Again, we must work with it; let the mind dwell on it. Perhaps the “eternal dialogue” in our brain might go something like this:
What could it suggest, these two heads on one body? Two as part of one thing. Duality as part of unity. Perhaps even two opposites as part of one thing. What things have that double nature? Well, the Scottish Rite draws its teaching from both the Mysteries of the East and those of the West. We are told that man is both beast and soul, both animal and spiritual. Any object is defined in space by light and shadow that’s another example of two opposites defining or giving form to one thing.
And then, why an eagle-why not a cat or bull or a mouse? What do I know about eagles? Well, they are symbols of freedom. They are royal birds-only the king can hunt with an eagle. They fly high; the ancients believed they carried the souls of the dead to heaven. They are famous for their keen sight and powerful wings. They look down on the world and see it clearly, but rise above it.
With thought, the symbols become a richer and richer source of ideas and insights.
Finally, we should briefly consider allegory.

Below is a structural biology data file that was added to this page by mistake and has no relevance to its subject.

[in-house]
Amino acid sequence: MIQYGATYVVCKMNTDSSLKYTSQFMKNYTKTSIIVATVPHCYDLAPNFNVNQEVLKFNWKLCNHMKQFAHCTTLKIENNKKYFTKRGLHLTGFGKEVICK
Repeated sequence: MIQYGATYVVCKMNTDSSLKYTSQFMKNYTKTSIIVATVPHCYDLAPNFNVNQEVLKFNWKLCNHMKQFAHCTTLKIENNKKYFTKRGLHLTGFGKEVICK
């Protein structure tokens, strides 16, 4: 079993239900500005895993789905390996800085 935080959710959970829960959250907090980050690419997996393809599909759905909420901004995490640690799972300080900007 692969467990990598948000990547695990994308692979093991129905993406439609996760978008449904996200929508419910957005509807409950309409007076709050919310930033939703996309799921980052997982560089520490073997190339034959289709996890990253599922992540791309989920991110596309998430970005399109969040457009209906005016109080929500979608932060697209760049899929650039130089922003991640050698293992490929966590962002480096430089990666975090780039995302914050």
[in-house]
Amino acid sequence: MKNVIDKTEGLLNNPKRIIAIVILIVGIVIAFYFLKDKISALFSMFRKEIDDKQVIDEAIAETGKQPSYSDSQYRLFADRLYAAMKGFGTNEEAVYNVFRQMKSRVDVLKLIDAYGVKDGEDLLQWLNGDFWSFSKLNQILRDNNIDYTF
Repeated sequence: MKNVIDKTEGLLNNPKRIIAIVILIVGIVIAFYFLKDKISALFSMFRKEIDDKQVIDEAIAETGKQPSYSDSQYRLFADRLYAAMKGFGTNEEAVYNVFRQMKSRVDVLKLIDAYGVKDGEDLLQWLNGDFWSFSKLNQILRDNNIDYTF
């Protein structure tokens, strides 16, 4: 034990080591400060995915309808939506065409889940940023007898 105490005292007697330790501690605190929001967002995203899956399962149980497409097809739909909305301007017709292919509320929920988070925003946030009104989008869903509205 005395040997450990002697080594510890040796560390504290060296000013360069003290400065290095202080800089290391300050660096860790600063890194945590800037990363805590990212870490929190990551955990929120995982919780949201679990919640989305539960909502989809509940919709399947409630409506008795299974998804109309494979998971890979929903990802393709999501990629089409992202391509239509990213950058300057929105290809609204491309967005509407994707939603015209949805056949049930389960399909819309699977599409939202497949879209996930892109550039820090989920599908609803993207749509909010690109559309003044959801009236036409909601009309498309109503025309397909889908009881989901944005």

Allegory might be thought of as symbols in words. It is a story told to make a point. Always the “real” story is something other than appears on the surface. These are old in the human experience, so old we cannot find a culture without them. Many children’s stories are allegories. Indeed, any story that has a moral is probably an allegory. We treasure them so much that the fables or allegories of the ancient Greek slave, Aesop, have come down to us.
The story of Hiram, the building of Solomon’s Temple, and the rebuilding of the Temple are primary and important allegories in Masonry. It’s important to remember that they are allegories, and not intended as history, lest one miss the point. The child who assumes that the story of Little Red Riding Hood has nothing to teach him or her because the child’s grandmother lives in a condo in Florida and not a cottage in the woods, or who believe that Goldilocks is nothing more than a treatise on the feeding habits of bears has lost an important chance to learn. And the Mason.